Queensland Judgments


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  • Unreported Judgment

Re East Coast Stevedoring Pty Ltd


[2008] QSC 352









No 6570 of 2007








..DATE 18/11/2008




HER HONOUR:  This proceeding was commenced by an originating application filed on 1 August 2007.


By that originating application, Carl James Shurte, as applicant, sought orders against East Coast Stevedoring Pty Ltd for inspection of company books and associated orders.


An amended originating application was filed on 24 September 2007.  The proceedings were still between Mr Shurte and East Coast Stevedoring Pty Ltd.


In addition to the application for orders relating to access to company books, Mr Shurte sought leave pursuant to section 236 of the Corporations Act to bring proceedings on behalf of the company against Richard Glen Coles and Jon Jeffrey Overell "in respect to the allegations made in paragraphs 151, 152 and 155 to 158 (inclusive) of the affidavit of the applicant filed with the originating application."


The application went on to seek an additional order in relation to disclosure of company books, namely, an order for the filing and serving of an affidavit in relation to such books and records.


The matter came before the Court in its Applications jurisdiction today, 18 November.  By that time, a second amended originating application had been prepared, which was filed by leave.  The only alteration to the first amended originating application was the deletion of an application that it be heard ex parte.


The materials were not served on Messrs Coles and Overell until last week.  They were posted last Wednesday and received the following day.  This was short of the five clear days required under rule 2.7 of Schedule 1A to the Uniform Civil Procedure Rules.


It became clear during submissions that the intention was to join Messrs Coles and Overell and also a company EC Stevedoring Pty Ltd as respondents to the application.  That company commenced to trade shortly after East Coast Stevedoring Pty Ltd ceased to trade and, further, the directors of the new company were Messrs Coles and Overell.


Counsel acting for East Coast Stevedoring Pty Ltd and the proposed further respondents did not take any point about short service at the hearing.  That is not to overlook the fact that the point had been taken in communications with the solicitors for the applicant.


Ultimately, I concluded that Messrs Coles, Overell and EC Stevedoring Pty Ltd should be joined as respondents.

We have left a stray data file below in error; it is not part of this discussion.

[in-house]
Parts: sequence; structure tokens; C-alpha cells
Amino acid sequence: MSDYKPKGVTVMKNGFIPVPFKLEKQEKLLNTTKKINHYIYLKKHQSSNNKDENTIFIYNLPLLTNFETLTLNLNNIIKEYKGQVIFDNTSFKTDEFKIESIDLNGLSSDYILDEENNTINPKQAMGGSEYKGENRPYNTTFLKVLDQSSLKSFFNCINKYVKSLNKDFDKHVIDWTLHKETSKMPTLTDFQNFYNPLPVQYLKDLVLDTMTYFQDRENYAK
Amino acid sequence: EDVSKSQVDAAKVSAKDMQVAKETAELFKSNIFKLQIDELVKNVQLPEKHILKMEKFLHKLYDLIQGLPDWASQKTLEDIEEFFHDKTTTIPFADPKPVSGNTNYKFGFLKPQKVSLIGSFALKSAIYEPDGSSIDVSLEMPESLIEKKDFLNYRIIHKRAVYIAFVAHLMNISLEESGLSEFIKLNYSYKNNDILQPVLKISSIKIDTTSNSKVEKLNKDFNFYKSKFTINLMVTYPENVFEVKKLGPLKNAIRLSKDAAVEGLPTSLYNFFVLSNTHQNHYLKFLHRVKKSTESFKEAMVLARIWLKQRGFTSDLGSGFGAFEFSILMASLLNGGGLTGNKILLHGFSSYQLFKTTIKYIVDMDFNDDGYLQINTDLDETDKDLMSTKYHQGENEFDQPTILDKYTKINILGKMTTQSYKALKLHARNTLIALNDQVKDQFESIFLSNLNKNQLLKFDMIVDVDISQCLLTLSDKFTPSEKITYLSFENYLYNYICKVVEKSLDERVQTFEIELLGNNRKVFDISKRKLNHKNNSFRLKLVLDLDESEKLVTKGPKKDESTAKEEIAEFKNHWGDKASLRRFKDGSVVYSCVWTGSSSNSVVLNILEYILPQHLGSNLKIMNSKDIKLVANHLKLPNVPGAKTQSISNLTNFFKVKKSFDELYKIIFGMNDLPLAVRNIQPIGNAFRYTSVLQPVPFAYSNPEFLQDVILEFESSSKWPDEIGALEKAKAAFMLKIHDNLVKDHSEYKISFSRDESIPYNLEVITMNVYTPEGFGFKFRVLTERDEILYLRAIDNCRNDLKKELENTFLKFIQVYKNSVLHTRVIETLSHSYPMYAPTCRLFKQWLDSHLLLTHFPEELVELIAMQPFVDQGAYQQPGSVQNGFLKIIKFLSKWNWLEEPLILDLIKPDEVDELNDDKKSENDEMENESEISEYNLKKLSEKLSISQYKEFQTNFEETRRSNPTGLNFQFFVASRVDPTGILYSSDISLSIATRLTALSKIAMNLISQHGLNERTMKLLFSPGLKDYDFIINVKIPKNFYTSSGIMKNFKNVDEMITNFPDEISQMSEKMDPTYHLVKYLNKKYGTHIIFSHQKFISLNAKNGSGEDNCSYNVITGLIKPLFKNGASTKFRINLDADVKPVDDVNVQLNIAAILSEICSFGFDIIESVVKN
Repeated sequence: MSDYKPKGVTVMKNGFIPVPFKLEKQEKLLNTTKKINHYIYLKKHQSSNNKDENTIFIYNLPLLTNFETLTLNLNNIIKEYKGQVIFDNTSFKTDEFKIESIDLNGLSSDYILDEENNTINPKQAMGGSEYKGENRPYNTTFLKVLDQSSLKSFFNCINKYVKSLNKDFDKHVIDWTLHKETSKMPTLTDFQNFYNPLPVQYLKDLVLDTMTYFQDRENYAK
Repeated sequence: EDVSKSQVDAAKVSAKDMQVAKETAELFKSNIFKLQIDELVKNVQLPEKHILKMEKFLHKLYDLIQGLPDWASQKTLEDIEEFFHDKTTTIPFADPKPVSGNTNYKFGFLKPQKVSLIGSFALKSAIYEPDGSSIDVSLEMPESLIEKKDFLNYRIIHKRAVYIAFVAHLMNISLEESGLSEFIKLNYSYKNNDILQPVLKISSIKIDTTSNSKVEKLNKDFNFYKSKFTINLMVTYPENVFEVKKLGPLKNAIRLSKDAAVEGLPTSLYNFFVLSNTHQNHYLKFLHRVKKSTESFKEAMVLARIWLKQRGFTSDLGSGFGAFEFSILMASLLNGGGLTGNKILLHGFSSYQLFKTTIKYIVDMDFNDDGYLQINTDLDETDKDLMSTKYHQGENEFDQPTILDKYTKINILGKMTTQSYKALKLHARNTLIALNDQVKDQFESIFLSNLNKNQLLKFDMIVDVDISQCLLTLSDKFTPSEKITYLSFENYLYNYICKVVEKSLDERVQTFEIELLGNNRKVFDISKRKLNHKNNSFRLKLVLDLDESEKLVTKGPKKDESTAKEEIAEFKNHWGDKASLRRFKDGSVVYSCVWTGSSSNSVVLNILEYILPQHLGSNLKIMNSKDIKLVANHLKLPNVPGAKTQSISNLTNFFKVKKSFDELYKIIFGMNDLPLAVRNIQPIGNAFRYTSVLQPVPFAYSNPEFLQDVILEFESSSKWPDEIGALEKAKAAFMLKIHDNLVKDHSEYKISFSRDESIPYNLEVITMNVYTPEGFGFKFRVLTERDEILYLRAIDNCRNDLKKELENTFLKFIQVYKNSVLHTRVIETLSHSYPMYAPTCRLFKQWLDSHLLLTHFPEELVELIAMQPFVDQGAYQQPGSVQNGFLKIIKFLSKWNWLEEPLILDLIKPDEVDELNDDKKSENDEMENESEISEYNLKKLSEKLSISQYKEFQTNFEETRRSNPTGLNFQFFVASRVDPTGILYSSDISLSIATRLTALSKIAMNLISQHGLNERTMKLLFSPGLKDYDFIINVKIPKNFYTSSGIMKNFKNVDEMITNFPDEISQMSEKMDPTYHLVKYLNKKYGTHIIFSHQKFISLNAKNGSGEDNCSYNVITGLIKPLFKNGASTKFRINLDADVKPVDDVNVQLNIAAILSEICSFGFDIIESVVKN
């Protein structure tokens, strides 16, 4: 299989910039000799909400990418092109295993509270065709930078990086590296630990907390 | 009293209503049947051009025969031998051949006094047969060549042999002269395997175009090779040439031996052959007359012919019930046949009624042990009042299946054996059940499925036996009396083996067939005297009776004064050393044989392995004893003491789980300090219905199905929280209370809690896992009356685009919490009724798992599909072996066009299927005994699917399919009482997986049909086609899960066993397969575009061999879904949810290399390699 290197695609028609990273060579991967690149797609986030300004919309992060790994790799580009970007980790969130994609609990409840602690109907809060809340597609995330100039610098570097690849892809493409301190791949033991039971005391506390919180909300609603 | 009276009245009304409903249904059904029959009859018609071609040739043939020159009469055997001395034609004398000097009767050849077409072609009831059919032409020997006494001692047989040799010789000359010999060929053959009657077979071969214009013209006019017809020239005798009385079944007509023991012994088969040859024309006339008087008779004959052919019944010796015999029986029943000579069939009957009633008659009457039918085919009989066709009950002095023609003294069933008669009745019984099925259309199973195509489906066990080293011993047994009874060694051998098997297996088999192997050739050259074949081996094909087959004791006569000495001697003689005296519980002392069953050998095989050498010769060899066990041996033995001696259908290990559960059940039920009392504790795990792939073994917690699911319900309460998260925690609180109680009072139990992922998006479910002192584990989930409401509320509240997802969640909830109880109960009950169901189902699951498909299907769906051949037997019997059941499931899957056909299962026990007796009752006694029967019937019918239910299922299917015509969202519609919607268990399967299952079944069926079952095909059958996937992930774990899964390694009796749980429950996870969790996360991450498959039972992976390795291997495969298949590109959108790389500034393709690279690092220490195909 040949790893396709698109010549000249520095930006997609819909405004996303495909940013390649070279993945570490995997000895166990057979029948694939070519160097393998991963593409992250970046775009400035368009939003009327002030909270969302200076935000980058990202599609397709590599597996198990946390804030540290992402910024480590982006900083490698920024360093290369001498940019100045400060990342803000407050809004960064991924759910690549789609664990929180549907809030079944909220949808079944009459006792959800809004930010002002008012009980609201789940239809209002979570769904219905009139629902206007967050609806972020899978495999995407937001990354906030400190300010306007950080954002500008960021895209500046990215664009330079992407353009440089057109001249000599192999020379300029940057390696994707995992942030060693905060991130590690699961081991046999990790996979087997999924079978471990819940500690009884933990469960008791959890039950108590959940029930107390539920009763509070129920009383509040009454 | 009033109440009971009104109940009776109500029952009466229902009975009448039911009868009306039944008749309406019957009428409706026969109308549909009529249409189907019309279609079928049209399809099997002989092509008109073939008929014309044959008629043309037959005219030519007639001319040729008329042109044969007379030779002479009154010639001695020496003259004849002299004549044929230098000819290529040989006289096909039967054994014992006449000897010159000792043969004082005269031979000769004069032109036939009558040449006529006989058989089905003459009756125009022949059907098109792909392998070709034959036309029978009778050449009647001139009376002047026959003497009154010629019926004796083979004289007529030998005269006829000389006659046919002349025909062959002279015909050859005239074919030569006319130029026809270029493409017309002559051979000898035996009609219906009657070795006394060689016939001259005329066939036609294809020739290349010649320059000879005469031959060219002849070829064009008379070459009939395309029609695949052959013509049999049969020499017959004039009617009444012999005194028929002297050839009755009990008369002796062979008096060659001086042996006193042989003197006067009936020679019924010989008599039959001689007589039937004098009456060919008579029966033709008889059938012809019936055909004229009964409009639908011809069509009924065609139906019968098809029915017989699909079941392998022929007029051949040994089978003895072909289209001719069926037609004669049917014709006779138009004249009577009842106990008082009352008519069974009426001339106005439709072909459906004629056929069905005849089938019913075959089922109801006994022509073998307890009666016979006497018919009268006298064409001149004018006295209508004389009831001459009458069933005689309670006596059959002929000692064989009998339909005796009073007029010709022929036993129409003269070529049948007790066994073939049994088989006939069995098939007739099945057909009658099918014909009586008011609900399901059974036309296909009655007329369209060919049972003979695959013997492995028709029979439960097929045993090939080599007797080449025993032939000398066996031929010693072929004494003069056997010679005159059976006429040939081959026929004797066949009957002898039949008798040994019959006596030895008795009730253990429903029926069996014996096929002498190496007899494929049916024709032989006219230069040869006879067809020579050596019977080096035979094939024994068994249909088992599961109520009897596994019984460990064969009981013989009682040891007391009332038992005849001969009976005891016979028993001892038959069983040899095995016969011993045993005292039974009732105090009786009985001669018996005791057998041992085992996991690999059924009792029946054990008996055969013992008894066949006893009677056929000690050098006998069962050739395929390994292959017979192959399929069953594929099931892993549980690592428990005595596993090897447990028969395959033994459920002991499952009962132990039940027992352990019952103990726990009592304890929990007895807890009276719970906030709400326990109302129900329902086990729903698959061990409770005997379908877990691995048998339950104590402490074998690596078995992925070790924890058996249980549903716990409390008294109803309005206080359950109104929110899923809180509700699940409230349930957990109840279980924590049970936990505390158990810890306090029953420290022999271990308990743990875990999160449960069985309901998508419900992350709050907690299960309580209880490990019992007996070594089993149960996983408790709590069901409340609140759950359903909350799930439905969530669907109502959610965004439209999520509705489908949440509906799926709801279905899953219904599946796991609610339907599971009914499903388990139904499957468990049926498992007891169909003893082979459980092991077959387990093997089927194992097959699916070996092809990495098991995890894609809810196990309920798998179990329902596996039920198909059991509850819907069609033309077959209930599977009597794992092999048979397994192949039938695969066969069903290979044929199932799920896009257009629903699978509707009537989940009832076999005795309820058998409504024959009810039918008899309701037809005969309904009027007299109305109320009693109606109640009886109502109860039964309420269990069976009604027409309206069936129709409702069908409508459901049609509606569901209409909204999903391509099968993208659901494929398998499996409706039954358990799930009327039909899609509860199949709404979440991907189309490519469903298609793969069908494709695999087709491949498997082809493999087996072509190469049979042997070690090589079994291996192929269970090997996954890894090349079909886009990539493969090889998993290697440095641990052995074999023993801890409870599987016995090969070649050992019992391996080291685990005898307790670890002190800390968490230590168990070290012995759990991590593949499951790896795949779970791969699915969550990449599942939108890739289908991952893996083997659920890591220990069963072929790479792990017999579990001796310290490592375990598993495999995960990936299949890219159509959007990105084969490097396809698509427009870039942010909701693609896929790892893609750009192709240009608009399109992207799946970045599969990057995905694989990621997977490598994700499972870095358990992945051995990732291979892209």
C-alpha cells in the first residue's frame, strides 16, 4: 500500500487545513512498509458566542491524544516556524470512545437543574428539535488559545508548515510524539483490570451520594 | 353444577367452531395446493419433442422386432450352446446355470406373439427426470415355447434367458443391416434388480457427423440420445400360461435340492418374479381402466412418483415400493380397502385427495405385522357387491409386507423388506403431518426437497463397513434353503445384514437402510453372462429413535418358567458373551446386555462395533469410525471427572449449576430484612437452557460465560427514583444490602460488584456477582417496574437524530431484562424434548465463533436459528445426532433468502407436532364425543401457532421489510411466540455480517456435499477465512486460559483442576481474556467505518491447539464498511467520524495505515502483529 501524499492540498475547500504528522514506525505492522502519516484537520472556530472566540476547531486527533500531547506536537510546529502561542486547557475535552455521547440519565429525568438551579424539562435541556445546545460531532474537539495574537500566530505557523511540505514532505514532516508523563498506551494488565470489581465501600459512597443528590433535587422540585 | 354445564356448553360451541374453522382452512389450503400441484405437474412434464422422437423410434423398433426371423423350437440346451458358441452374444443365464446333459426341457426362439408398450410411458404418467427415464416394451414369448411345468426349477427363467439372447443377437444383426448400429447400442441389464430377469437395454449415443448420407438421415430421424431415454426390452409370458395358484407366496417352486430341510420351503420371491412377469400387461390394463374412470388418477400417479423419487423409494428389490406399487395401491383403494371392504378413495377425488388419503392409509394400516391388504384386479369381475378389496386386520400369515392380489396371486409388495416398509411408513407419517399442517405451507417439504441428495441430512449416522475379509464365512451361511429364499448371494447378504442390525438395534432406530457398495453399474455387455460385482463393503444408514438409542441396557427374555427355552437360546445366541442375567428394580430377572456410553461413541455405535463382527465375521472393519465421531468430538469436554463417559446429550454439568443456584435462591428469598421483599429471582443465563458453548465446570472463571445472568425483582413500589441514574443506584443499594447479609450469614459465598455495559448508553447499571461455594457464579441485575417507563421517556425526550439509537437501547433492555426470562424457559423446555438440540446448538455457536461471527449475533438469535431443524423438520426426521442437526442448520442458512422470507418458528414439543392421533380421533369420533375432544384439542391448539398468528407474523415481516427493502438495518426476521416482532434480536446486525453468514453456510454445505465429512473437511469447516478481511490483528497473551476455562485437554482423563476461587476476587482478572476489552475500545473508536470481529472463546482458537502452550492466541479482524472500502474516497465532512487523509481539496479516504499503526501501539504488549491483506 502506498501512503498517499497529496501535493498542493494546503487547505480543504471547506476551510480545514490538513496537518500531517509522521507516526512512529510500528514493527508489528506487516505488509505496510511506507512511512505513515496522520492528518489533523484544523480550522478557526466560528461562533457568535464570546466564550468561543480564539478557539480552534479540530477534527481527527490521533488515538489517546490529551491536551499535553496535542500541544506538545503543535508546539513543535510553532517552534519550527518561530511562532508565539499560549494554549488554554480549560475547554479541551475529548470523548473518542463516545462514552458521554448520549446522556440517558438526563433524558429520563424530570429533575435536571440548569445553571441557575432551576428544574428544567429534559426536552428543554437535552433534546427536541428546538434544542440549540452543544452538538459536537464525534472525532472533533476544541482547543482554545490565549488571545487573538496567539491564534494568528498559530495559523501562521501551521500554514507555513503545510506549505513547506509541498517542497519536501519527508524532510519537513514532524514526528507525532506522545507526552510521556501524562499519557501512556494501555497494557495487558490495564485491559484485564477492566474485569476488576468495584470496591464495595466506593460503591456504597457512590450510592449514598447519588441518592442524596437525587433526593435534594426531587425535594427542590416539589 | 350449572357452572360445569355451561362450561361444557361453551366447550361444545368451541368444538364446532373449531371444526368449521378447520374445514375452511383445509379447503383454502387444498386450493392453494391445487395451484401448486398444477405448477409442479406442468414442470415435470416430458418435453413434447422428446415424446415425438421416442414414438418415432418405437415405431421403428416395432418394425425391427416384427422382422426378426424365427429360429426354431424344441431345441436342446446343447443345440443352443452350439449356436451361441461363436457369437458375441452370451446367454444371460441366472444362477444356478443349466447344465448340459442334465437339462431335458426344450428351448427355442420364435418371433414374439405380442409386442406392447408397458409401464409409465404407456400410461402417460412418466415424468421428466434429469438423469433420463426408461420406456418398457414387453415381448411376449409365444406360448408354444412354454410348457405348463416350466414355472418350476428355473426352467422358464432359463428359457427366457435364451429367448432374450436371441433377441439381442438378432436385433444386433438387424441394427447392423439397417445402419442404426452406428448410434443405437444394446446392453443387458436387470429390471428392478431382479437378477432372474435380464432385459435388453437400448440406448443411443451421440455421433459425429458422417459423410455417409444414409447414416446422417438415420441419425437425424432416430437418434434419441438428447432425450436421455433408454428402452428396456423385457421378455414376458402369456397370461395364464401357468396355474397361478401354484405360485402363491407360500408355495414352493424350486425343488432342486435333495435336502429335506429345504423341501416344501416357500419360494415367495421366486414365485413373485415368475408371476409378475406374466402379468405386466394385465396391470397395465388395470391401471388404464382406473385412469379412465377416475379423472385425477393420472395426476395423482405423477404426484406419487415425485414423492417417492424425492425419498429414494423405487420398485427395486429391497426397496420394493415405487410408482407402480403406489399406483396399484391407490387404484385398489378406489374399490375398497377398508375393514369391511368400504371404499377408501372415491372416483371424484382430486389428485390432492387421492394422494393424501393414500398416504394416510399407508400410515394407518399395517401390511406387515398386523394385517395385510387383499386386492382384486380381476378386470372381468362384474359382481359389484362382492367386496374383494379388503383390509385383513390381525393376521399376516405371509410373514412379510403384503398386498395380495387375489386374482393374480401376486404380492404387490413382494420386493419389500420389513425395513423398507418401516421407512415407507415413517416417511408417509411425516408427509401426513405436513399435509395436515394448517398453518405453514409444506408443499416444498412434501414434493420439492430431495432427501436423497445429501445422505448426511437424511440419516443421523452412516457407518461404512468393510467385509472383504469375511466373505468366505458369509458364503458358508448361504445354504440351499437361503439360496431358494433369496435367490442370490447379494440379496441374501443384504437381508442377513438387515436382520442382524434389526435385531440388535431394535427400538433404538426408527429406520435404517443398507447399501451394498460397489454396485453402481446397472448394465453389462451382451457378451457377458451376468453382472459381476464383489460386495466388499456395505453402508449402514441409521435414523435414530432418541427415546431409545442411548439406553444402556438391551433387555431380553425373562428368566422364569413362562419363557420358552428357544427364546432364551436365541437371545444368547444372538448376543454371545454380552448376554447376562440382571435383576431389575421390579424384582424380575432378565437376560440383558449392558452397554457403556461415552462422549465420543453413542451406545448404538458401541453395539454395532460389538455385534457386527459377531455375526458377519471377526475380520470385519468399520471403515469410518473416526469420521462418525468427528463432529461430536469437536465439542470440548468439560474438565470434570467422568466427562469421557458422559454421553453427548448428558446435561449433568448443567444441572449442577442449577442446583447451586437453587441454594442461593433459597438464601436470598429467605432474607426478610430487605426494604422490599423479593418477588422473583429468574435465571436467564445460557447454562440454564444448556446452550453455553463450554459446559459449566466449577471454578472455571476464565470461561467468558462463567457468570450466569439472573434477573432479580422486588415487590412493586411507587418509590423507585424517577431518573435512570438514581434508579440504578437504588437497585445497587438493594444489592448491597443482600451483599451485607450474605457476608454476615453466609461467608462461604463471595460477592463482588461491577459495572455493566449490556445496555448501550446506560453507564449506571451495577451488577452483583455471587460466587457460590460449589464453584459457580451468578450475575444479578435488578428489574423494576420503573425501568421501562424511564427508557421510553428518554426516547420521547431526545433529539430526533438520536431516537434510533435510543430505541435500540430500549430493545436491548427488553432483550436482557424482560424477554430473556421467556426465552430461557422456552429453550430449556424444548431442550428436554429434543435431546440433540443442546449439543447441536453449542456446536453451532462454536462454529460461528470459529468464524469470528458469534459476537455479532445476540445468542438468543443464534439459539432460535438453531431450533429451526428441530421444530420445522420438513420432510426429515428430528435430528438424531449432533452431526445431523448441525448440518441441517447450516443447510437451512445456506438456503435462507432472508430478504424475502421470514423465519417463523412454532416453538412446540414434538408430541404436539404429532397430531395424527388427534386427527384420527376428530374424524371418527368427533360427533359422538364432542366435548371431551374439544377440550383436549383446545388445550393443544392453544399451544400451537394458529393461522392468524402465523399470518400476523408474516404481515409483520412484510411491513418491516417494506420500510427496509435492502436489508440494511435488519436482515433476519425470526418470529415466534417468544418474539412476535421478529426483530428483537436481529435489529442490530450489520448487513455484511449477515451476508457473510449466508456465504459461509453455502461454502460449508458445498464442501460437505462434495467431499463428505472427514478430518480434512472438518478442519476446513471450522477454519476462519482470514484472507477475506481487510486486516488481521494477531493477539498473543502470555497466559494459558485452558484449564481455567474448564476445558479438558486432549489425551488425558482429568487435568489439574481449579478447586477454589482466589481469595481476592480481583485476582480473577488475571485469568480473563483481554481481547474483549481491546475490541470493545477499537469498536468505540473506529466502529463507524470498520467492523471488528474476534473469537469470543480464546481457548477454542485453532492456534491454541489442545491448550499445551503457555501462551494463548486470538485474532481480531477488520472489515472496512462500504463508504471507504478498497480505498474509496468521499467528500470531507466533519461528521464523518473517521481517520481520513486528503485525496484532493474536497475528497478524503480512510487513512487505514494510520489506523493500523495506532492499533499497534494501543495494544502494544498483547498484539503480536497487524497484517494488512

Section 237 of the Corporations Act, subsection (2) provides:


"(2)The Court must grant the application if it is satisfied that:

(a)it is probable that the company will not itself bring the proceedings, or properly take responsibility for them, or for the steps in them; and

(b)the applicant is acting in good faith; and

(c)it is in the best interests of the company that the applicant be granted leave; and

(d)if the applicant is applying for leave to bring proceedings - there is a serious question to be tried; and


(i)at least 14 days before making the application the applicant gave written notice to the company of the intention to apply for leave and of the reasons for applying; or

(ii)it is appropriate to grant leave even though subparagraph (i) is not satisfied."


On the hearing before me, the contentious issues with respect to bringing proceedings against the company were clearly (b), (c) and (d).


The applicant's position was that because he had been denied access to the full records of the company and/or because they had been "drip fed", he was not then in a position to satisfy me that there is a serious question to be tried.  If that is not made out, it is difficult to see how it could be in the best interests of the company that the applicant be granted leave.


What is the serious question sought to be tried?  Reference was made in the amended originating application to paragraphs 151, 152 and 155 to 158 of the affidavit of Mr Shurte filed on 1 August 2007.  Those paragraphs relate to an agreement between the company and another company called Summit Rural Australia Pty Ltd.


Mr Shurte deposed that he believed the terms of the written agreement were false and intended to deceive him.  I cannot form any view as to the prospects of his making that out but, significantly, in an affidavit of his solicitor, Mr Kimble, filed on 29 October 2008, there is a draft claim and statement of claim which Mr Shurte would seek to prosecute if granted leave.  That claim is for an inquiry as to damages for breach of confidence or, alternatively, an account of profits.  It does not seem to be based on the material in the paragraphs of the affidavit to which I have referred.